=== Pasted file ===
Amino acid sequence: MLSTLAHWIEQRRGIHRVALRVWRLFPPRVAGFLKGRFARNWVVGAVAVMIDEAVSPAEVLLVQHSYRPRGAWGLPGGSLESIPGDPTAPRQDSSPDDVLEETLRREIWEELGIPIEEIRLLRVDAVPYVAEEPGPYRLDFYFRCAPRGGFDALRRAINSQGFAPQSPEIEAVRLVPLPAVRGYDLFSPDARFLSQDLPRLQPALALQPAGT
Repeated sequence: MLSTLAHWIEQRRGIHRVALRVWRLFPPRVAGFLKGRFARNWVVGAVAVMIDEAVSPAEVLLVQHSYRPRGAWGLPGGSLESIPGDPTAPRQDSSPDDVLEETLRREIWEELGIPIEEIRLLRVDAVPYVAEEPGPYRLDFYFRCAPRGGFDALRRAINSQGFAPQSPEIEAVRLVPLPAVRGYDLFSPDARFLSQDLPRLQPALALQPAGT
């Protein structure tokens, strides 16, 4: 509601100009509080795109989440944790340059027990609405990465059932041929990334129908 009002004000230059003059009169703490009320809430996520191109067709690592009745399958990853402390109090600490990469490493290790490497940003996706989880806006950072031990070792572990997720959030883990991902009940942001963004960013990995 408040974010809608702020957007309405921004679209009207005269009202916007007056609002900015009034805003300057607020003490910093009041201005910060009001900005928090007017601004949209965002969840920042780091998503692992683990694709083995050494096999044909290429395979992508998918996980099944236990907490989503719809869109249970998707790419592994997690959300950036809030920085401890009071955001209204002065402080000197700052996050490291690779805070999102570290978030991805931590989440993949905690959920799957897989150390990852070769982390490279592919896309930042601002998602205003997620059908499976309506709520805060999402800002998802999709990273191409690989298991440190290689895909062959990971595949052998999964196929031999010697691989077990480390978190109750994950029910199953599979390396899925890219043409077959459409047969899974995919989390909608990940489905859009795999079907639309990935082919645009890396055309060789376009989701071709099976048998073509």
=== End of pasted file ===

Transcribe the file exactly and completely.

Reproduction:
Amino acid sequence: MLSTLAHWIEQRRGIHRVALRVWRLFPPRVAGFLKGRFARNWVVGAVAVMIDEAVSPAEVLLVQHSYRPRGAWGLPGGSLESIPGDPTAPRQDSSPDDVLEETLRREIWEELGIPIEEIRLLRVDAVPYVAEEPGPYRLDFYFRCAPRGGFDALRRAINSQGFAPQSPEIEAVRLVPLPAVRGYDLFSPDARFLSQDLPRLQPALALQPAGT
Repeated sequence: MLSTLAHWIEQRRGIHRVALRVWRLFPPRVAGFLKGRFARNWVVGAVAVMIDEAVSPAEVLLVQHSYRPRGAWGLPGGSLESIPGDPTAPRQDSSPDDVLEETLRREIWEELGIPIEEIRLLRVDAVPYVAEEPGPYRLDFYFRCAPRGGFDALRRAINSQGFAPQSPEIEAVRLVPLPAVRGYDLFSPDARFLSQDLPRLQPALALQPAGT
């Protein structure tokens, strides 16, 4: 509601100009509080795109989440944790340059027990609405990465059932041929990334129908 009002004000230059003059009169703490009320809430996520191109067709690592009745399958990853402390109090600490990469490493290790490497940003996706989880806006950072031990070792572990997720959030883990991902009940942001963004960013990995 408040974010809608702020957007309405921004679209009207005269009202916007007056609002900015009034805003300057607020003490910093009041201005910060009001900005928090007017601004949209965002969840920042780091998503692992683990694709083995050494096999044909290429395979992508998918996980099944236990907490989503719809869109249970998707790419592994997690959300950036809030920085401890009071955001209204002065402080000197700052996050490291690779805070999102570290978030991805931590989440993949905690959920799957897989150390990852070769982390490279592919896309930042601002998602205003997620059908499976309506709520805060999402800002998802999709990273191409690989298991440190290689895909062959990971595949052998999964196929031999010697691989077990480390978190109750994950029910199953599979390396899925890219043409077959459409047969899974995919989390909608990940489905859009795999079907639309990935082919645009890396055309060789376009989701071709099976048998073509």